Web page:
‘The Way We Were’: Why COVID-19 is Making Us Nostalgic for Simpler Times

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Long ago, in 1973, there was a movie called “The Way We Were,” starring Barbara Streisand and Robert Redford. Cinematically, it was not a hit. But musically, it marked the first time Streisand notched a No. 1 song on the charts.

Originally a song about college love, today its opening lyrics can read like a reflection of the effect of COVID-19.

Here is the opening:

Memories light the corners of my mind
Misty water-colored memories of the way we were
Scattered pictures of the smiles we left behind
Smiles we gave to one another for the way we were.

Reading those lyrics now, it’s easy to understand the appeal of the times that came before the world was overtaken by the novel coronavirus, which has now infected more than 17 million people worldwide and killed more than 150,000 Americans.

Perhaps you’ve picked up a favorite old novel, or streamed reruns of “Cheers,” “Little House on the Prairie” or even “Family Affair.” Or, like a high school friend of mine, made her grandmother’s beloved strawberry shortcake recipe that transported her back in time to the summertime church socials of her childhood.

A wave of nostalgia is coursing across the country, and it’s no coincidence. Psychologists say memories are deeply embedded and recalling them can bring people peace of mind.

Nicole Long is an assistant professor of psychology and leads the University of Virginia’s Long-Term Memory Lab.

“Research in my lab, as broadly construed, is interested in memory processing, in particular, strategic memory processes,” she said. “The broad or long-term goals of my research are for us to understand how these fundamental processes work and then enable the development of training protocols to help people’s memory to better understand memory deficits and aging … the very clearest example being Alzheimer’s [disease].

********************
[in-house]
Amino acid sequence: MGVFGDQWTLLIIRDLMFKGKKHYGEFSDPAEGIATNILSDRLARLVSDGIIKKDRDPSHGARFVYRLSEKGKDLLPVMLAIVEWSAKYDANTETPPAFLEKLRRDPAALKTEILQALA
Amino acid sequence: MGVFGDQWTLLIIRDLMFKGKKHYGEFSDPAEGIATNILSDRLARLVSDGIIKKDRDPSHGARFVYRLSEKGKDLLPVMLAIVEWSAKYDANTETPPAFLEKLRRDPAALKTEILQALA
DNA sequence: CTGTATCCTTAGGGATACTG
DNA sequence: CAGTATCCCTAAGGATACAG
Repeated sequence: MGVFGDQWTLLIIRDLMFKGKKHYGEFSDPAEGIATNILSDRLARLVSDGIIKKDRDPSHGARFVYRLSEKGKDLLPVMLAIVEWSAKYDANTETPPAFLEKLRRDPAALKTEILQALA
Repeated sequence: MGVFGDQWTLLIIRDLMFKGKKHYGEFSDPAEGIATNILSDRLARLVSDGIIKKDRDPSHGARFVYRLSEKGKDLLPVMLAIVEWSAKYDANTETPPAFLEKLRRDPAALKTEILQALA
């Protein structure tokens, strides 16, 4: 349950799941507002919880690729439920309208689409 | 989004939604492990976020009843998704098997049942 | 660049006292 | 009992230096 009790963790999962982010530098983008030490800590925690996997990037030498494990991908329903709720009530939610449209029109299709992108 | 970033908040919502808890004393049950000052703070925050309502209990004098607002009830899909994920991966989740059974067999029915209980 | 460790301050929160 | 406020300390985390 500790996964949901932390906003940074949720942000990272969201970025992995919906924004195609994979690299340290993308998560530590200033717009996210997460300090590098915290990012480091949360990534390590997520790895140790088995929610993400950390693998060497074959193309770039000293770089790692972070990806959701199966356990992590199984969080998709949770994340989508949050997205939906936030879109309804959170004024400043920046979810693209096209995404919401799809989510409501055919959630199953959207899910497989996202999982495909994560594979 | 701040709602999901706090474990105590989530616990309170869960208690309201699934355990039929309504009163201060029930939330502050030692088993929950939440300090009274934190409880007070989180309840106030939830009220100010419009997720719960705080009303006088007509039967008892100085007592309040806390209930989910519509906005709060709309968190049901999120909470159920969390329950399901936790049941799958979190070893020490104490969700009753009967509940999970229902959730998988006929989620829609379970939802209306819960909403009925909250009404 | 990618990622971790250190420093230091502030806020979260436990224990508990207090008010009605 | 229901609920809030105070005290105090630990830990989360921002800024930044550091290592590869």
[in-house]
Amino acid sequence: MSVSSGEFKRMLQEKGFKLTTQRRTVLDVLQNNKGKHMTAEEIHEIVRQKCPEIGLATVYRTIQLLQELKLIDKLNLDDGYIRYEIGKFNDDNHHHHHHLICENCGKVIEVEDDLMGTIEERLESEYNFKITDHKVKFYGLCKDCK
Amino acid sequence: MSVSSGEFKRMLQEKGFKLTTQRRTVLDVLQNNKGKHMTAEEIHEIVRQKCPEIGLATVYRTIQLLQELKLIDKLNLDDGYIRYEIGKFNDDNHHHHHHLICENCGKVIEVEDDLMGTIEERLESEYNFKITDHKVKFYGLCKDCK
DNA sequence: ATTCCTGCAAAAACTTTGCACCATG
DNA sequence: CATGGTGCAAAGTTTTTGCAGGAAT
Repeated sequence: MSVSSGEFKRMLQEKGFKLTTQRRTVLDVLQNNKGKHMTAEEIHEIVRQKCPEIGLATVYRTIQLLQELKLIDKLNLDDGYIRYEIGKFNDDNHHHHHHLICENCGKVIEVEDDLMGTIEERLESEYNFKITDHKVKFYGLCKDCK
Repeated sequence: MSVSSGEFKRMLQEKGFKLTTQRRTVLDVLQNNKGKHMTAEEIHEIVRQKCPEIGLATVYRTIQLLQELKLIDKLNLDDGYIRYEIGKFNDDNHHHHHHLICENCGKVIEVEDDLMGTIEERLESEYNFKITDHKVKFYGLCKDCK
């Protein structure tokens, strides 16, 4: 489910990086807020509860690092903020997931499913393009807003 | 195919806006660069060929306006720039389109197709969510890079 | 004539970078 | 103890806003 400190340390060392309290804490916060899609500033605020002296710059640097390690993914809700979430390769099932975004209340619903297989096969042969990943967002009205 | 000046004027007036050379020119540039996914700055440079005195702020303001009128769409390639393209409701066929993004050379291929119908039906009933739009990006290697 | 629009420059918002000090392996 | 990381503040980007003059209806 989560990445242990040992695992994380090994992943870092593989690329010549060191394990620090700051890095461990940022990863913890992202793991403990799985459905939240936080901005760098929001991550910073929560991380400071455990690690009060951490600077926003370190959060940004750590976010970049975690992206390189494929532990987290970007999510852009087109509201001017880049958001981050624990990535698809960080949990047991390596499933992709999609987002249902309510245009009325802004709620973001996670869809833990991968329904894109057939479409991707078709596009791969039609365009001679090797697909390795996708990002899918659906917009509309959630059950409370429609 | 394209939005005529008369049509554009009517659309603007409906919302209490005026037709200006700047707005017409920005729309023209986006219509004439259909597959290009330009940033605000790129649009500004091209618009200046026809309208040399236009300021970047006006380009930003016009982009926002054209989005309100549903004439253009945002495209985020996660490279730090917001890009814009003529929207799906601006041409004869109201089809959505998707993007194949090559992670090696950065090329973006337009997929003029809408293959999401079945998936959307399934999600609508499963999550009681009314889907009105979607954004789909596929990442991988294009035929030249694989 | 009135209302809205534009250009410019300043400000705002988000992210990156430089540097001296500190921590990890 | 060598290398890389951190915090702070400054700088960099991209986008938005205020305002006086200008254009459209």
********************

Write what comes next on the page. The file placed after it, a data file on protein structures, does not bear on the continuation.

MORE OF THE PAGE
“We use behavioral experiments where we have someone come into the lab and try to learn a list of items, words, pictures – that sort of thing,” she said. “Then we do variants on that task while we record electroencephalography,” a mechanism that monitors electrical activity in the brain in real time.

Long fully appreciates why people are reaching back in time, to the days before wearing face masks and distancing 6 feet were the norm. She says many of peoples’ experiences and memories are linked to each other. “If you were to go back to high school, you’d be transported back to other experiences you had while you were there,” she said, much like my friend’s grandmother’s strawberry shortcake evokes memories of church socials.

Long says there is also evidence that people tend to have a better memory for positive experiences. “So, what potentially is happening is people are kind of being transported back to an earlier time in their lives where most of the memories that they have from that time point probably skew positively,” she said. “It’s making them feel better, because they’re entering a positive emotional state by virtue of this kind of linked memory that they have between their lives in general and what they were doing when they were first experiencing, for example, television shows.”

The assistant professor brought up another interesting point. She says humans are “prediction machines.”

“We like to be able to predict what’s going to happen,” Long said. “With all of the uncertainty in the world right now, it makes sense that we would want to retreat into something that we’re familiar with, because we can predict it. There’s no surprises. There’s nothing that is going to come up that’s going to be uncertain if we revisit something that we’ve already experienced.”

Pop Culture, COVID-19 and Nostalgia

American and media studies associate professor Jack Hamilton echoed Long’s assertion that nostalgia is a common response to feelings of anxiety and uncertainty.

“For most of us, this [pandemic] is a pretty unprecedented thing to be living through,” he said. “So, I think it’s a pretty natural response that in some instances people would look back to simpler times, whether its 20 years ago or even like six months ago.”

Hamilton, who is Slate Magazine’s pop culture critic, said you can see evidence of “COVID nostalgia” in lots of areas of pop culture.

The first example that came to mind was ESPN’s “Last Dance,” documentary mini-series that delves into Michael Jordan’s basketball career and his last season with the Chicago Bulls, dating from 1997 to 1998.